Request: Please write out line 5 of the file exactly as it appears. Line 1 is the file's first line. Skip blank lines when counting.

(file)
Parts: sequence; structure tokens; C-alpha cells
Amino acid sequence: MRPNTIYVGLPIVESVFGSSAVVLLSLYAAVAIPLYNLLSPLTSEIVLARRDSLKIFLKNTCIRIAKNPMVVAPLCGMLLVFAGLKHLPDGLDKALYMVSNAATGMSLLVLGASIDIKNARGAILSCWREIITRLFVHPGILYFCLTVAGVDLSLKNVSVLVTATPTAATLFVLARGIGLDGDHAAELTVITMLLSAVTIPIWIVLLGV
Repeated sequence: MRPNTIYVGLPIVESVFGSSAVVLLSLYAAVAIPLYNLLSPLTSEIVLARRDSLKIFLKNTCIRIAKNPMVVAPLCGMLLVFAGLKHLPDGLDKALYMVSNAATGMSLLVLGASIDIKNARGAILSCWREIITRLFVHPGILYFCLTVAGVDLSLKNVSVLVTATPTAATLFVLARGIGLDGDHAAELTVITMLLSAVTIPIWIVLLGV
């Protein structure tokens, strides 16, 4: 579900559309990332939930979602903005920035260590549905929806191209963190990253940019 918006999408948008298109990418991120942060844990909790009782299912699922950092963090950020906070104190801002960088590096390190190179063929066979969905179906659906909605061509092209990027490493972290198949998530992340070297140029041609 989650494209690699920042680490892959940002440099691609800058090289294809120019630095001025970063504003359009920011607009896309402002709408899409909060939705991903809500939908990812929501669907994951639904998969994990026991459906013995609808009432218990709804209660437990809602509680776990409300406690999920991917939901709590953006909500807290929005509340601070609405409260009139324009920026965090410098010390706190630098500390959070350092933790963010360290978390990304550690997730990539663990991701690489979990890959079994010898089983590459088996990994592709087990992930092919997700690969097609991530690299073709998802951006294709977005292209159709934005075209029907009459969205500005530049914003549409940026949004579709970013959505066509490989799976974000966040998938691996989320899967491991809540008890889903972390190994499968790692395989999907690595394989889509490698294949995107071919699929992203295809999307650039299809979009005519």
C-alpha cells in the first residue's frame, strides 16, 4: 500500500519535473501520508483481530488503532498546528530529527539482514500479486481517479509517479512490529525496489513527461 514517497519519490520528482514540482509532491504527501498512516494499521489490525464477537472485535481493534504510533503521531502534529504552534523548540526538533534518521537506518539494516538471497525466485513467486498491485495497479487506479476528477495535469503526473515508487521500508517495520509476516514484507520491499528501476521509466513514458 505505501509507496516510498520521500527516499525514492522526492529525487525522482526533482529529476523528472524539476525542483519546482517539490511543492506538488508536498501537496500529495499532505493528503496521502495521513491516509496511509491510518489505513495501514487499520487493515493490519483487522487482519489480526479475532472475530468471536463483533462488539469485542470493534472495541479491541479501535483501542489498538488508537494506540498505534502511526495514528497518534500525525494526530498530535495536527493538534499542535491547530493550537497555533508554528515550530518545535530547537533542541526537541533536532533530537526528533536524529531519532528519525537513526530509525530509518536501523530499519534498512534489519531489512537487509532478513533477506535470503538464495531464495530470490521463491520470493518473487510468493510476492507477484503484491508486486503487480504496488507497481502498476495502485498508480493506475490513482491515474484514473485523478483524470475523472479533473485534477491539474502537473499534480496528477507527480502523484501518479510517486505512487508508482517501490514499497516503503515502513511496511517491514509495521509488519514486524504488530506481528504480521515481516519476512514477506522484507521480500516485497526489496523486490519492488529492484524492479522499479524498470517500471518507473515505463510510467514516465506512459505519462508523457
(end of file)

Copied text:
C-alpha cells in the first residue's frame, strides 16, 4: 500500500519535473501520508483481530488503532498546528530529527539482514500479486481517479509517479512490529525496489513527461 514517497519519490520528482514540482509532491504527501498512516494499521489490525464477537472485535481493534504510533503521531502534529504552534523548540526538533534518521537506518539494516538471497525466485513467486498491485495497479487506479476528477495535469503526473515508487521500508517495520509476516514484507520491499528501476521509466513514458 505505501509507496516510498520521500527516499525514492522526492529525487525522482526533482529529476523528472524539476525542483519546482517539490511543492506538488508536498501537496500529495499532505493528503496521502495521513491516509496511509491510518489505513495501514487499520487493515493490519483487522487482519489480526479475532472475530468471536463483533462488539469485542470493534472495541479491541479501535483501542489498538488508537494506540498505534502511526495514528497518534500525525494526530498530535495536527493538534499542535491547530493550537497555533508554528515550530518545535530547537533542541526537541533536532533530537526528533536524529531519532528519525537513526530509525530509518536501523530499519534498512534489519531489512537487509532478513533477506535470503538464495531464495530470490521463491520470493518473487510468493510476492507477484503484491508486486503487480504496488507497481502498476495502485498508480493506475490513482491515474484514473485523478483524470475523472479533473485534477491539474502537473499534480496528477507527480502523484501518479510517486505512487508508482517501490514499497516503503515502513511496511517491514509495521509488519514486524504488530506481528504480521515481516519476512514477506522484507521480500516485497526489496523486490519492488529492484524492479522499479524498470517500471518507473515505463510510467514516465506512459505519462508523457